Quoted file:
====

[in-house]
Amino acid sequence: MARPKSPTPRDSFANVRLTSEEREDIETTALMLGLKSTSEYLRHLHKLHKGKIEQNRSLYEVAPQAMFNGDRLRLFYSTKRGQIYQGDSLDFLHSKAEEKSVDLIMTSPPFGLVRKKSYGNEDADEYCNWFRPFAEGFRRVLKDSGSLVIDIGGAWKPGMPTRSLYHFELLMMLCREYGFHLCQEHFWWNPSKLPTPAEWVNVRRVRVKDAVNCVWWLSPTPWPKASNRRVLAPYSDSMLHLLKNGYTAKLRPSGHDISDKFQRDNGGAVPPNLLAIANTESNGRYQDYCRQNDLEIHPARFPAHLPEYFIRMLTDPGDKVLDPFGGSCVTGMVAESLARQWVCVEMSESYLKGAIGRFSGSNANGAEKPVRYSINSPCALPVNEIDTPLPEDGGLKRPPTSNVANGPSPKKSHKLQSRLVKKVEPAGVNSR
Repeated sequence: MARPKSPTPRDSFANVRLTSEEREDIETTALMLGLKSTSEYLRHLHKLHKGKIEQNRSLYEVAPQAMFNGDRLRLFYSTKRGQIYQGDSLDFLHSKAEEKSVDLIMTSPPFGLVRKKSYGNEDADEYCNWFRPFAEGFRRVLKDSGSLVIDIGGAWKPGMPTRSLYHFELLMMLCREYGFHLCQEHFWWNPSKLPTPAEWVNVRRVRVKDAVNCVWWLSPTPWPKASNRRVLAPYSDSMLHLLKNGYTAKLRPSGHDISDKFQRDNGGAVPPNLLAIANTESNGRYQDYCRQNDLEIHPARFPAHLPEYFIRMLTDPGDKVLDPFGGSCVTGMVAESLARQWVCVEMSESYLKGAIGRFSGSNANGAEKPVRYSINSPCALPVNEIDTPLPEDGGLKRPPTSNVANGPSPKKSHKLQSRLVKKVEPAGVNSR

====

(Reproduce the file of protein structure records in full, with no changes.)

[in-house]
Amino acid sequence: MARPKSPTPRDSFANVRLTSEEREDIETTALMLGLKSTSEYLRHLHKLHKGKIEQNRSLYEVAPQAMFNGDRLRLFYSTKRGQIYQGDSLDFLHSKAEEKSVDLIMTSPPFGLVRKKSYGNEDADEYCNWFRPFAEGFRRVLKDSGSLVIDIGGAWKPGMPTRSLYHFELLMMLCREYGFHLCQEHFWWNPSKLPTPAEWVNVRRVRVKDAVNCVWWLSPTPWPKASNRRVLAPYSDSMLHLLKNGYTAKLRPSGHDISDKFQRDNGGAVPPNLLAIANTESNGRYQDYCRQNDLEIHPARFPAHLPEYFIRMLTDPGDKVLDPFGGSCVTGMVAESLARQWVCVEMSESYLKGAIGRFSGSNANGAEKPVRYSINSPCALPVNEIDTPLPEDGGLKRPPTSNVANGPSPKKSHKLQSRLVKKVEPAGVNSR
Repeated sequence: MARPKSPTPRDSFANVRLTSEEREDIETTALMLGLKSTSEYLRHLHKLHKGKIEQNRSLYEVAPQAMFNGDRLRLFYSTKRGQIYQGDSLDFLHSKAEEKSVDLIMTSPPFGLVRKKSYGNEDADEYCNWFRPFAEGFRRVLKDSGSLVIDIGGAWKPGMPTRSLYHFELLMMLCREYGFHLCQEHFWWNPSKLPTPAEWVNVRRVRVKDAVNCVWWLSPTPWPKASNRRVLAPYSDSMLHLLKNGYTAKLRPSGHDISDKFQRDNGGAVPPNLLAIANTESNGRYQDYCRQNDLEIHPARFPAHLPEYFIRMLTDPGDKVLDPFGGSCVTGMVAESLARQWVCVEMSESYLKGAIGRFSGSNANGAEKPVRYSINSPCALPVNEIDTPLPEDGGLKRPPTSNVANGPSPKKSHKLQSRLVKKVEPAGVNSR